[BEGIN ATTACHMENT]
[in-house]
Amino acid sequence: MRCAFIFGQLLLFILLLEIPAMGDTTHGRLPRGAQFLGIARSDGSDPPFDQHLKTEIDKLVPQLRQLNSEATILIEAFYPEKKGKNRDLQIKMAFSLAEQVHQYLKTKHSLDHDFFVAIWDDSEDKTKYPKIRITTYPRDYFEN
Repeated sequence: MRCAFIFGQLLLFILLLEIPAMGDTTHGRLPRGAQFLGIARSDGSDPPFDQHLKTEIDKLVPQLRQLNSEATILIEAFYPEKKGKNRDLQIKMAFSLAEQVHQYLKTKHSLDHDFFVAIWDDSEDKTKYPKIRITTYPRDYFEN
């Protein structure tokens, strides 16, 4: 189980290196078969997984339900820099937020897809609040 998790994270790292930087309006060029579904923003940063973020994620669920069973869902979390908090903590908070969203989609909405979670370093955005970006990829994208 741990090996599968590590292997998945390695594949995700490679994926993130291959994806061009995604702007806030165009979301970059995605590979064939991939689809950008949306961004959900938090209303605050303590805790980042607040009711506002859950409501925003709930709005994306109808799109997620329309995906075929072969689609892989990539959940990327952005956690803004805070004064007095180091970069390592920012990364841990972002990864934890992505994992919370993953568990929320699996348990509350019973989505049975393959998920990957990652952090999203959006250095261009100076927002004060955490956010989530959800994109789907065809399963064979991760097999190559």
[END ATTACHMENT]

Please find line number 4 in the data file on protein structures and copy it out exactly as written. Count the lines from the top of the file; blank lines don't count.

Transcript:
């Protein structure tokens, strides 16, 4: 189980290196078969997984339900820099937020897809609040 998790994270790292930087309006060029579904923003940063973020994620669920069973869902979390908090903590908070969203989609909405979670370093955005970006990829994208 741990090996599968590590292997998945390695594949995700490679994926993130291959994806061009995604702007806030165009979301970059995605590979064939991939689809950008949306961004959900938090209303605050303590805790980042607040009711506002859950409501925003709930709005994306109808799109997620329309995906075929072969689609892989990539959940990327952005956690803004805070004064007095180091970069390592920012990364841990972002990864934890992505994992919370993953568990929320699996348990509350019973989505049975393959998920990957990652952090999203959006250095261009100076927002004060955490956010989530959800994109789907065809399963064979991760097999190559």